Tenebrae

Tenebrae by Geoffrey Hill 

Introduced by Richard Skinner, who found a treasured book on a visit to Hay

I was first exposed (like radioactivity) to Geoffrey Hill’s poetry when I laid hands on The Faber Book of Modern Verse in my early twenties. This was a second edition, published in 1982, updated from the first (published in 1936) to include Hill, Heaney, Hughes and the other usual suspect post-war poets. There were only three poems by Hill in the anthology—“Ovid in the Third Reich”, “A Song from Armenia” and extracts from ‘Mercian Hymns’—but they stayed with me. No, that’s not the right way to put it—‘they stayed with me’ sounds like I read them, understood and enjoyed them and so remembered them, but that couldn’t be further from the truth. The truth is that I had no idea what I was reading as I was reading them. They were inscrutable and formidable and they remained largely enigmatic ever after.

I then got hold of his Penguin Collected Poems, which had a mysterious Gauguin painting on the cover and included ‘For the Unfallen’, ‘King Log’, ‘Mercian Hymns’, ‘Tenebrae’, ‘Hymns to Our Lady of Chartres’ and ‘The Mystery of the Charity of Charles Péguy’. In King Log, I discovered another very striking short poem—’September Song’—and I fell in love with the stunning Anglo-Romanesque language of Mercian Hymns, a series of highly compressed poems that explore the moment ancient history becomes legend.

And then, in his collection Tenebrae, I stumbled across ‘An Apology for the Revival of Christian Architecture in England’, a series of 13 sonnets that is still the most beautiful sequence of poems I have ever encountered. In just 14 lines, each of these gorgeous sonnets conjures an entire world, through an intensely visual sense of place, filled with intricate detail of the mineral and vegetal, light and colour, while depth of field is achieved in lines such as: ‘the children thread among old avenues / of snowberries, clear-calling as they fade.’ With their sense of decorum and ‘fern and ivy’ decoration, these carefully-wrought sonnets read like a series of illuminated manuscripts owned by Margaret Beaufort or John of Gaunt.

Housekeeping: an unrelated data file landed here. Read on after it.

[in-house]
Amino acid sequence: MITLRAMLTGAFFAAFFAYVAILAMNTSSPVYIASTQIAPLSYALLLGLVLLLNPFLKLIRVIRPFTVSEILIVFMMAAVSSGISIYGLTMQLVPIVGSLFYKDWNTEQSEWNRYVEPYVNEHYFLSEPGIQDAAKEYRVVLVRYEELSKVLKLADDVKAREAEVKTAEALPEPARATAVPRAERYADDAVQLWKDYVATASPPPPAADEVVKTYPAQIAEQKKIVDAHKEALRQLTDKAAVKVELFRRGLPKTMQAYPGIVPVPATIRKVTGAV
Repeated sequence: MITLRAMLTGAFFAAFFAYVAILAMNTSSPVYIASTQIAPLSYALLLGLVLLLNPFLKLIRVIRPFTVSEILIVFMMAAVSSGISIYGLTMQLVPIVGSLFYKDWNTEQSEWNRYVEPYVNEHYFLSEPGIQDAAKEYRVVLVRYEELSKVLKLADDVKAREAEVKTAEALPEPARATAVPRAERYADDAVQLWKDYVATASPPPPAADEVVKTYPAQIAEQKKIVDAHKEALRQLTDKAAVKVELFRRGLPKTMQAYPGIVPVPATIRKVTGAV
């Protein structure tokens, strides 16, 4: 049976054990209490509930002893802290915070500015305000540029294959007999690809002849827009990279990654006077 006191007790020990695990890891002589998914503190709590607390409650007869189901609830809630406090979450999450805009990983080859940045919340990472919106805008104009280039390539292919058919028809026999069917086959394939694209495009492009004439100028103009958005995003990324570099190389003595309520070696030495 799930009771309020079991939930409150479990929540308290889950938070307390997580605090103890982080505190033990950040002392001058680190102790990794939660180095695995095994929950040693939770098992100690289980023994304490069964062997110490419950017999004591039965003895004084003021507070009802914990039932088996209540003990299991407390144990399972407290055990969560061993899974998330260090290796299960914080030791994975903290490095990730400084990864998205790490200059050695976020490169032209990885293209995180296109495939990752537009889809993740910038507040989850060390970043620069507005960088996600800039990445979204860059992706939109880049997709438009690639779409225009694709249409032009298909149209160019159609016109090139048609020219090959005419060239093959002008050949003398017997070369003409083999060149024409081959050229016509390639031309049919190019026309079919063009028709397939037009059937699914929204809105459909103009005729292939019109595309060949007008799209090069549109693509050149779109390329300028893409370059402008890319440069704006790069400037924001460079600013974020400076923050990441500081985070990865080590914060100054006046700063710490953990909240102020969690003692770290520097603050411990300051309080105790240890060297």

The meaning of these sonnets, as well as almost all of Hill’s other work, continued to elude me but, over time, I began to understand that poetry doesn’t have to be ‘understood’ to be meaningful. Existence precedes essence; a poem’s mere existence can be enough to allow us to feel its essential nature. A poem isn’t a code to be cracked, with a meaning to be bludgeoned out of it—it is the striking of a tuning fork whose sound moves inside the body and finds a reverberation there.

In his essay “Poetry as ‘Menace’ and ‘Atonement’”, Hill says that ‘the technical perfecting of a poem is an act of atonement, in the radical etymological sense—an act of at-one-ment, a setting at one, a bringing into concord, a reconciling, a uniting in harmony’ and this is as good a definition of poetry as I have ever heard. What I have come to understand about Hill’s work is that it lies somewhere between Suffering and Salvation. His idea is that a poem is a created artifact, that the poet is Homo Faber, and that the ‘difficulty’ of his work is posed in such a way that any ‘meaning’ to be gleaned  is contained in the way the poem is posed. His poems aren’t ‘about’ chantries and canticles, they *are* chantries and canticles.